In order to keep the production line churning out new cars, BMW has been forced to remove key features on some models as a temporary measure
BMW Australian has confirmed around 200 examples entering the country will arrive without a touchscreen and other features due to the ongoing semiconductor shortage.
BMWs impacted by the shortage will still have a centre display however buyers will need to use the iDrive controller mounted on the centre console to control functions such as media and navigation.
Removal of the touch functionality has forced BMW to also remove the Reversing Assistant feature, which moves the car into a park without assistance.
A spokesperson from BMW Australia said the drop in specification was temporary and the affected models would be discounted by $800.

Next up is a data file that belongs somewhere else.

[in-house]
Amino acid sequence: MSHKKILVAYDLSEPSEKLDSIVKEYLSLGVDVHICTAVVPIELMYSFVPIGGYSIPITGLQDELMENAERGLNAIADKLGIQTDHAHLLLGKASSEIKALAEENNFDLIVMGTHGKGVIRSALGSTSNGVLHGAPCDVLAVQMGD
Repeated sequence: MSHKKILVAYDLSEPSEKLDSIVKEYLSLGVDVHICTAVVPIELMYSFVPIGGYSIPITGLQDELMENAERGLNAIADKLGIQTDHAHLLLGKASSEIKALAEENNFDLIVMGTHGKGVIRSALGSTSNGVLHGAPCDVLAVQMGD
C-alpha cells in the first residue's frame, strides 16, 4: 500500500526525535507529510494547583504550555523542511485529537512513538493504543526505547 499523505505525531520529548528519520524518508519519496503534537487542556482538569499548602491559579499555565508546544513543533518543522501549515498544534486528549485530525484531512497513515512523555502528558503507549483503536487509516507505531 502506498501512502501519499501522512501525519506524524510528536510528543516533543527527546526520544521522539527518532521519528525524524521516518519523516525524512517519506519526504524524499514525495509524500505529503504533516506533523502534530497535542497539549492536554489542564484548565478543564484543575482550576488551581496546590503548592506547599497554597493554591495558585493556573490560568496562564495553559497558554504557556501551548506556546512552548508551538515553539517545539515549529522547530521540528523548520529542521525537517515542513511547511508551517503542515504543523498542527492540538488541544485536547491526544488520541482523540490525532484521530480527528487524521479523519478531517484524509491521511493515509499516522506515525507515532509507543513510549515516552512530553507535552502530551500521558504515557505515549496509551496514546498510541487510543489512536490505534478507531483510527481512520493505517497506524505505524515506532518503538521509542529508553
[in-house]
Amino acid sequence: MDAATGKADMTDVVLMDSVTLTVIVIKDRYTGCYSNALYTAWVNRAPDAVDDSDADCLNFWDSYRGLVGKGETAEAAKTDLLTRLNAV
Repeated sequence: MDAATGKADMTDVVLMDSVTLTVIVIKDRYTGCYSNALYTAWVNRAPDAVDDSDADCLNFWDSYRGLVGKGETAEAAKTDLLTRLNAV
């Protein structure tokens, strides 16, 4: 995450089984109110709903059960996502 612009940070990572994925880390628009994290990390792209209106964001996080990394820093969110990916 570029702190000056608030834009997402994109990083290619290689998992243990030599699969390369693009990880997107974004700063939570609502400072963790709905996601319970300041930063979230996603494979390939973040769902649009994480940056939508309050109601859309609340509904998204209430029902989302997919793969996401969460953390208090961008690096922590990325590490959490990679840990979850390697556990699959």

“Our aim is to ensure supplies continue to reach our production plants. To this end, we are in constant exchange with our suppliers and communicate our realistic requirements in good time,” they said.
BMW is not the first – or likely the last – to remove features from its vehicles on sale in order to meet customer demand during the semiconductor shortage. Ford and Peugeot are among those who have been forced to make similar sacrifices in markets around the world.
Many others have simply delayed vehicle production until they have enough parts to commence the manufacturing process, with models such as the Toyota RAV4 Hybrid anticipating a waiting time of up to 10 months in Australia.
With the demand for new cars up and supply still hampered by global factors, the delays are expected to continue for some time but the situation varies considerably depending on the make and models in question.
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